Think about it. Did you spend exactly the same amount of time commuting to work today as you did yesterday? No? That's variation.
While these planes look identical, some variation exists. But is the variation within acceptable limits?
The box of cereal you bought last week probably was not filled to precisely the same volume as the last one you bought. Variation at work again. We can't escape it.
They say variety is the spice of life, and there's no denying that some variation is welcome. Almost everyone enjoys an unseasonably warm day, for instance.
But variation is not welcome in business and industry, which is why businesses use data analysis and quality improvement methods like Six Sigma. The goal is to reduce the amount of variation in a product or process to ensure that it always delivers consistently high quality.
Think about your own experience. When you order your favorite dish at your favorite restaurant, you expect consistency, right? Perhaps this week's hamburger had two pickle slices while last week's had three, but as long as it tastes the way you expect, that variation is acceptable.
A little bit of variation is inevitable, but we are satisfied as long as it stays within acceptable limits.
Which is why statistical process control, or SPC, is so important. Companies want processes to be stable, consistent, and predictable, because if a process is out of control, the company has no way to predict and guarantee the quality of products and services. Assessing process stability also enables businesses to discover and correct variation that reduces quality.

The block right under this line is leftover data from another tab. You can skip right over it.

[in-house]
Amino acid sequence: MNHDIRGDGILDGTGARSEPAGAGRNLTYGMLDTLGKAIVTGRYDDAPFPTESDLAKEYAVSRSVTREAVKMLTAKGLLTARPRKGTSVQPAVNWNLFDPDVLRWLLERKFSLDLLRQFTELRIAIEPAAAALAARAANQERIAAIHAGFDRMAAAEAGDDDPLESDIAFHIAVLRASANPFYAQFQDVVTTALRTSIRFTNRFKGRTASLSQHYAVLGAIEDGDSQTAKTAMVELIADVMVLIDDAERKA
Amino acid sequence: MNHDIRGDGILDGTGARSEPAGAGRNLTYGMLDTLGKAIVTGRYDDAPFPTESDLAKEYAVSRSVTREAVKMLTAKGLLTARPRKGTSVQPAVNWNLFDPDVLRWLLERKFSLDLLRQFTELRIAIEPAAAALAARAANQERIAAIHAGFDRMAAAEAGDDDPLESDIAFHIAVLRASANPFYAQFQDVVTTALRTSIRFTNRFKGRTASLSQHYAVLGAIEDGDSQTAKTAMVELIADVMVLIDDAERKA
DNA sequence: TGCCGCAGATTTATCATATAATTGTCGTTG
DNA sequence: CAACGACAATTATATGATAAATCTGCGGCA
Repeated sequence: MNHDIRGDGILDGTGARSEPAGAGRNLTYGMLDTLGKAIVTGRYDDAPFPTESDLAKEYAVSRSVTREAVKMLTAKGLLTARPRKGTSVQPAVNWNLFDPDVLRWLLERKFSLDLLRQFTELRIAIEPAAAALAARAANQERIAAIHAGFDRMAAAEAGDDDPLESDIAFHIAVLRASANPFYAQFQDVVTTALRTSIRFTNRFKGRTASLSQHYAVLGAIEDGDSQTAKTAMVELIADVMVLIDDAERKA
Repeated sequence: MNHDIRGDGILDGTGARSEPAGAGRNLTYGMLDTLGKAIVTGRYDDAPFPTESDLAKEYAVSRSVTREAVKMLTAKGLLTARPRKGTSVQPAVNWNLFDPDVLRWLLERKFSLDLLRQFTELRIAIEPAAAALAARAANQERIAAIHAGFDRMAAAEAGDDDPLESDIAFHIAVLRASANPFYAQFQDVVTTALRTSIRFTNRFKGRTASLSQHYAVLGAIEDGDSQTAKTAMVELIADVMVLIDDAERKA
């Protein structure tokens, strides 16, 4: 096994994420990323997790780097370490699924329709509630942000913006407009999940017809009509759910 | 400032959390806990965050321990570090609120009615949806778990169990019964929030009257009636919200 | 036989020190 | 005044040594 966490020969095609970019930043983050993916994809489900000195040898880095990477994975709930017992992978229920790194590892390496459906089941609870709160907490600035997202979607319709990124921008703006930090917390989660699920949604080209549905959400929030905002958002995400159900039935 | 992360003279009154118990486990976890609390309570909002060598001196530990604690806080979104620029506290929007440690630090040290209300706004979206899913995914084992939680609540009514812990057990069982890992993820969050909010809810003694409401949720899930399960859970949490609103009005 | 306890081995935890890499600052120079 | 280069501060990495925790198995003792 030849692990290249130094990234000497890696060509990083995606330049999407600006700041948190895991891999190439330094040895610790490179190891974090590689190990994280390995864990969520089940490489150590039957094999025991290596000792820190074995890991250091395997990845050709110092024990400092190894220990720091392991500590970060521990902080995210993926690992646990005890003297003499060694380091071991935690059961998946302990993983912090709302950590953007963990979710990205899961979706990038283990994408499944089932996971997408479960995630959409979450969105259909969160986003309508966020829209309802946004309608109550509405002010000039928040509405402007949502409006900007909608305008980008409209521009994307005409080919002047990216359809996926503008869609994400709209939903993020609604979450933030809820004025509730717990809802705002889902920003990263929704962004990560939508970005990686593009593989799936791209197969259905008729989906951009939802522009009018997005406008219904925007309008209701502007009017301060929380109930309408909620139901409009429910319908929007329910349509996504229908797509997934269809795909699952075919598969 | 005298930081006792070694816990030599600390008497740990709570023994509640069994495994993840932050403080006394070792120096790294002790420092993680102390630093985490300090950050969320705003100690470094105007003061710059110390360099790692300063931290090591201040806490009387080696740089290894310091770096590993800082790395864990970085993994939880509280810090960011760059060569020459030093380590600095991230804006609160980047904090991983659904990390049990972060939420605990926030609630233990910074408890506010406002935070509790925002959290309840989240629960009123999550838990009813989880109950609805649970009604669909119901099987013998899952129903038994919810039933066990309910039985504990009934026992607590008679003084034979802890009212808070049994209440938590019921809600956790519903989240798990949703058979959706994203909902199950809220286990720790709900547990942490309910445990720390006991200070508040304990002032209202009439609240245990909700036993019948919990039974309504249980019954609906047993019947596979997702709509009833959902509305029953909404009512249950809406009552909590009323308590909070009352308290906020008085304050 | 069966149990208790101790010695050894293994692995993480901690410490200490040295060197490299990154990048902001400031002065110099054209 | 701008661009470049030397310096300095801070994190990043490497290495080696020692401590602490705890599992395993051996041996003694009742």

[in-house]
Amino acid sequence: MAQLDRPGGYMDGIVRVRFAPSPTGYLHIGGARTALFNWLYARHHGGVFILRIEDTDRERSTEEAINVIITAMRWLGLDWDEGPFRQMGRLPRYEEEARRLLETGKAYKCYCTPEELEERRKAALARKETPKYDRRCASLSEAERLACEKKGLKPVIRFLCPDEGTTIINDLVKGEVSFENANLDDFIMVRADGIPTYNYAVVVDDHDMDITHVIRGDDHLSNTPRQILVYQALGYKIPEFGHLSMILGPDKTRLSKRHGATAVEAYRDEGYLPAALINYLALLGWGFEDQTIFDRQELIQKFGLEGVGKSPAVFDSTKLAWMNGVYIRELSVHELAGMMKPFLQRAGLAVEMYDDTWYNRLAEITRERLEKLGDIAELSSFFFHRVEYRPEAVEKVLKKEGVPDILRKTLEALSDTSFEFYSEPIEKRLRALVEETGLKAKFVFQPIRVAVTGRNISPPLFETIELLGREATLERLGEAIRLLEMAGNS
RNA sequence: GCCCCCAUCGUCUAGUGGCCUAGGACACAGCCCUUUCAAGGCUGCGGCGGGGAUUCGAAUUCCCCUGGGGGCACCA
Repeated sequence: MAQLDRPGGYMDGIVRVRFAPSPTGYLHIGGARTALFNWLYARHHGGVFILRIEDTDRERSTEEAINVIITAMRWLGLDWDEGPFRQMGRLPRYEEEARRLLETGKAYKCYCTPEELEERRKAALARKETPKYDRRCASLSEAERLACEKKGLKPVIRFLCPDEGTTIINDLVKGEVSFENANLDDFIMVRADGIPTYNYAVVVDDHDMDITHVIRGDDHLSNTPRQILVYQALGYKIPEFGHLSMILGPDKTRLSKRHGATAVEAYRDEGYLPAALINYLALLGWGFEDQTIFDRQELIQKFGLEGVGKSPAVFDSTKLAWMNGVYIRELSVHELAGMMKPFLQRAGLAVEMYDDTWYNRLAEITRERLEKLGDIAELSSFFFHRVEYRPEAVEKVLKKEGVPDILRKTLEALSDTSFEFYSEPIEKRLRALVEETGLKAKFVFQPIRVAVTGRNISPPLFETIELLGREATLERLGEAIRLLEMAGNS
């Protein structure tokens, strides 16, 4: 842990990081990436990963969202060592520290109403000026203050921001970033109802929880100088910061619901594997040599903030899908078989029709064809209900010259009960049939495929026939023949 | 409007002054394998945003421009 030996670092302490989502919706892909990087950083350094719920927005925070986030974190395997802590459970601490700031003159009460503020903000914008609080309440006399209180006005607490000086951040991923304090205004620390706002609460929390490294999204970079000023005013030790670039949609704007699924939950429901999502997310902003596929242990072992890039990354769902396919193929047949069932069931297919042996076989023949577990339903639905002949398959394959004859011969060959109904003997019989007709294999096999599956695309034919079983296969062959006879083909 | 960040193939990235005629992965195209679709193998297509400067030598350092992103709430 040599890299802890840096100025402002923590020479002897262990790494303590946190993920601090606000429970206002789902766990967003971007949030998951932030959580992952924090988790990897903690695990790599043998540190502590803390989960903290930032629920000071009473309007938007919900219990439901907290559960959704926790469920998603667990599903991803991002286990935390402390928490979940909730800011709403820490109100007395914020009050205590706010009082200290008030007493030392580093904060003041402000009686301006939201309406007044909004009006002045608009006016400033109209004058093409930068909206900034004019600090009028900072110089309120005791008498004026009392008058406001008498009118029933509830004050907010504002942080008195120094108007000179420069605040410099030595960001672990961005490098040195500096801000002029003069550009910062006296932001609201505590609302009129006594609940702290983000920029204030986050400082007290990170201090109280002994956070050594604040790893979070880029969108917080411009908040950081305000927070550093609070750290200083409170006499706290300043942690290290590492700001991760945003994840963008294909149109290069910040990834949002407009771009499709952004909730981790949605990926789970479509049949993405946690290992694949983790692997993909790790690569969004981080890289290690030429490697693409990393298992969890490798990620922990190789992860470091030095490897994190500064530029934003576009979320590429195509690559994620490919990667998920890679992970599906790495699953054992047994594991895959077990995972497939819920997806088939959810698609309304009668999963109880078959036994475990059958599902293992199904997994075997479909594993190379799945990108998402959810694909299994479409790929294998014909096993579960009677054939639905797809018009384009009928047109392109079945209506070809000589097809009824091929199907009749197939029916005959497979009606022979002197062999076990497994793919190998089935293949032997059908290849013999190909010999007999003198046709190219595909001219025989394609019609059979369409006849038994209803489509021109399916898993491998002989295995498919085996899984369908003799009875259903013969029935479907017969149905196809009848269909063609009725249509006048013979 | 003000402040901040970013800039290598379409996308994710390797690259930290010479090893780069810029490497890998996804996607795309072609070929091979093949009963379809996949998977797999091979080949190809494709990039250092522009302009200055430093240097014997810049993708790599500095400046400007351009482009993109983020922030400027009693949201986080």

Control charts are the primary SPC tool for monitoring process stability. A control chart turns time-ordered data for a particular characteristic, such as product volume or the time it takes to prepare a meal after the order is placed, into a picture that is easy to understand. Control charts serve to warn us when unusual shifts in a process occur.
Statistically speaking, control charts help you detect nonrandom sources of variation in the data. In other words, they separate variation due to common causes from variation due to special causes, where:
- Common cause variation occurs naturally in a process, and is always present.
- Special cause variation is unusual, rooted in something that is not typically part of a process. Special causes can be either detrimental or beneficial.
Statistical software makes creating control charts easy, but unless you choose the right “subgroups” of your data the charts are useless. Understanding and choosing rational subgroups before you collect your data and create control charts is critical, but the concept is frequently misunderstood.
To learn more about that, check out this article about what can go wrong with control charts when subgroups are improperly assigned, written by two of my colleagues.